One of the things I like best about my job is getting to speak with a wide range of stakeholders, from Managing Directors, to Ministers, to teachers, about the pressing need for education reform here in Thailand that successfully builds 21st century skills and prepares students for the demands of tomorrow’s workforce.
Unfortunately, a common thread through many of those conversations is a number of sticky myths about the nature of Thai education. Here are the top five I have heard and the facts to correct the myths.
5. Myth. The Thai government does not spend much money on public education.
Fact. The Thai government spends an astounding 4 percent of GDP, roughly 20 percent of the government budget, on education, one of the highest in the world. How these funds are spent is another issue.
4. Myth. The Thai government does not want to improve education because they want an ignorant population.
Fact. The Thai government has made improving education, especially in the areas of science and math and workforce development, a critical national priority under the Thailand 4.0 agenda. An important part of this effort is seeking to improve learning to build “Smart Students” who can use their soft skills to apply what they have learned to real-world situations.
3. Myth. The government has privatized teacher training and provides funds for teachers to receive adequate teacher professional development.
Fact. Thailand’s system for teacher training is outdated and complex. Some training is provided directly by the Ministry of Education, some is funded through company CSR programs, while teachers also have a small budget of 10,000 THB to cover training provided by registered trainers. Despite this system, many teachers do not receive adequate professional development, few receive critical mentoring, and most lack opportunities to update their subject matter knowledge, especially science teachers.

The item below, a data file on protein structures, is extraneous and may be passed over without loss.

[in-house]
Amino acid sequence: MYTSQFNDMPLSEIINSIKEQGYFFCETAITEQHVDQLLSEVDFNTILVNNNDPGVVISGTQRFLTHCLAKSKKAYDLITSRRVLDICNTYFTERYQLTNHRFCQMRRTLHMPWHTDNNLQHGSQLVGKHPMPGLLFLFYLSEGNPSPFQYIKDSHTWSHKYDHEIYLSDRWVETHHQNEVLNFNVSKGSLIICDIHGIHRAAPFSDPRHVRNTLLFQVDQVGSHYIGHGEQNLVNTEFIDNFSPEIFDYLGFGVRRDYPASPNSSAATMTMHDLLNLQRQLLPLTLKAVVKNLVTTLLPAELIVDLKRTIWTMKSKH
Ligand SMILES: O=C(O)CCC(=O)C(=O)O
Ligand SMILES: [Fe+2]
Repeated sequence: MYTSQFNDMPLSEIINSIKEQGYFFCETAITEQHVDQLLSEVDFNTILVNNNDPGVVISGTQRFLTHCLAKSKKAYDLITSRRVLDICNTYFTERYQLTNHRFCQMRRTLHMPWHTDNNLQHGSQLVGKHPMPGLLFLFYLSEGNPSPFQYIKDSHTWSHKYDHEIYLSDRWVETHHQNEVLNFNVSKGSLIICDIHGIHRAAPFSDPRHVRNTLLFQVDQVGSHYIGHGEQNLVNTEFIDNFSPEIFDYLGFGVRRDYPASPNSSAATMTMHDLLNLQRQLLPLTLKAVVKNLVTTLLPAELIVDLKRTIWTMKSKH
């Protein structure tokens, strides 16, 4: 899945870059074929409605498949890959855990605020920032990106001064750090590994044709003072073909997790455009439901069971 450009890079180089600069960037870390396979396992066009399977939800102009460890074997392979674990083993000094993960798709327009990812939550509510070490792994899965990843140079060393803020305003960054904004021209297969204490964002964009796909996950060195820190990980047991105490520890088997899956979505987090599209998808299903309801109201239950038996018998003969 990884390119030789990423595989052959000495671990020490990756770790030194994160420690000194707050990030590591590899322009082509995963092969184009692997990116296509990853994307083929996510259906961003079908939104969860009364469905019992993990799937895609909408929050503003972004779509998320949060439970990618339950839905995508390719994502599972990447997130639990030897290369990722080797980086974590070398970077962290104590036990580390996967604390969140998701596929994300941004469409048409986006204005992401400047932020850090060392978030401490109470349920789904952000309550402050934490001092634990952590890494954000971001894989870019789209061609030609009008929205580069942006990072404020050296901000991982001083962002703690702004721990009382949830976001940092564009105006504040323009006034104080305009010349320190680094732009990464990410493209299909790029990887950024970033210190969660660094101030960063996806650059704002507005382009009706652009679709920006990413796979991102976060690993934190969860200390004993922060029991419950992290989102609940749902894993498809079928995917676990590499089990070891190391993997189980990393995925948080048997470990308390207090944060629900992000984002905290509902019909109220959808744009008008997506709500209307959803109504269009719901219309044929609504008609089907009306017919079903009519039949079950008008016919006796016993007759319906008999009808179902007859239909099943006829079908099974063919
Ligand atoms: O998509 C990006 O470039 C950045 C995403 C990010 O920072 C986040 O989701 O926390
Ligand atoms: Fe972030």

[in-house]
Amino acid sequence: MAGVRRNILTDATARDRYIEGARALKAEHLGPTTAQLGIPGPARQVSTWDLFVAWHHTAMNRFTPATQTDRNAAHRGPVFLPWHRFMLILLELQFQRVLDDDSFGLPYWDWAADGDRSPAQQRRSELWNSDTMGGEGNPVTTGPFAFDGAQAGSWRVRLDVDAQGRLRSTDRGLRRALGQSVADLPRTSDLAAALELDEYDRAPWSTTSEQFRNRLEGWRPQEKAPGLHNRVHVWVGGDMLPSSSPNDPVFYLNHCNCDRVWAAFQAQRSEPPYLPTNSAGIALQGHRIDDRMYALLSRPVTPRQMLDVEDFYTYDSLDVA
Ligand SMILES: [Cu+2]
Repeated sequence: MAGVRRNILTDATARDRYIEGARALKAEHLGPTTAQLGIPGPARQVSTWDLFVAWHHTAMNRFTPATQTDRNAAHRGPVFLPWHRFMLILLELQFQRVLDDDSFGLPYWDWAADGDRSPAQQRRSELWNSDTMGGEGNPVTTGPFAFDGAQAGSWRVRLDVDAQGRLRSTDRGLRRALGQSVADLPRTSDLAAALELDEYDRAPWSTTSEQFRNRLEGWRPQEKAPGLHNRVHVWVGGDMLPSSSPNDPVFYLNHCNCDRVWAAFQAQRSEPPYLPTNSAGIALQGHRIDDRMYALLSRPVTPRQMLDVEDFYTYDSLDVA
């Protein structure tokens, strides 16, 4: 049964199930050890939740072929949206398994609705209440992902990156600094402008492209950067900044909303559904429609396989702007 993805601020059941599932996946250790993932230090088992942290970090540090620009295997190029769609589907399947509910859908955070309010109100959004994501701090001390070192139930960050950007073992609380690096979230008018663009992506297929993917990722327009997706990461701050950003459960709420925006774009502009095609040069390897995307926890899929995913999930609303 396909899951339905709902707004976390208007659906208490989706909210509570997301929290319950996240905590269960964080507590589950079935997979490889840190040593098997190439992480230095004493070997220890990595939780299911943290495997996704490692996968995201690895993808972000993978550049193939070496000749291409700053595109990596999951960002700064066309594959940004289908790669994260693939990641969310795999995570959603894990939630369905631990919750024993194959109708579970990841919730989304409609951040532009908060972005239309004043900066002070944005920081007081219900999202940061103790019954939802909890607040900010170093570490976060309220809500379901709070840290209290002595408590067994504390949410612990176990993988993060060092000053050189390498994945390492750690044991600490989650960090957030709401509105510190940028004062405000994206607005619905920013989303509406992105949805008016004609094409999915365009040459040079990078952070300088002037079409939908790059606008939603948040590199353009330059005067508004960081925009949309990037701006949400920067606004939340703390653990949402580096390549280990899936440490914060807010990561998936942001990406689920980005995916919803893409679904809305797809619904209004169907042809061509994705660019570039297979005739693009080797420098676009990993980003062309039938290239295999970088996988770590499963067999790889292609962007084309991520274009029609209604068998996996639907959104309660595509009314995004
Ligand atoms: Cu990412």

2. Myth. Vocational Teaches are the worst teachers in Thailand.
Fact. Teachers in the vocational system here in Thailand are every bit as dedicated as their general education counterparts. Unfortunately, the vocational system is underfunded, under-equipped and lacks opportunities for teacher training. In our surveys, the typical vocational teacher has not received any training or other professional development in over five years.
1. Myth. Corporate funding for education cannot improve education outcomes, so it is better to donate tablets and provide scholarships.
Fact. Corporate-funded education reform is possible, but it takes dedicated resources and experts that know how to direct them correctly within the complex rules of the education system. Any project which does not fully understand the Thai educational context and how to embed education work into the Thai system will fail. Kenan’s work on science, technology, engineering and math (STEM) education has clearly proven that you can build teacher capability, improve student math and science outcomes, and have a direct impact on improving education, when education reform is done correctly.
John DaSilva is Kenan's Director of Partnerships and Communications
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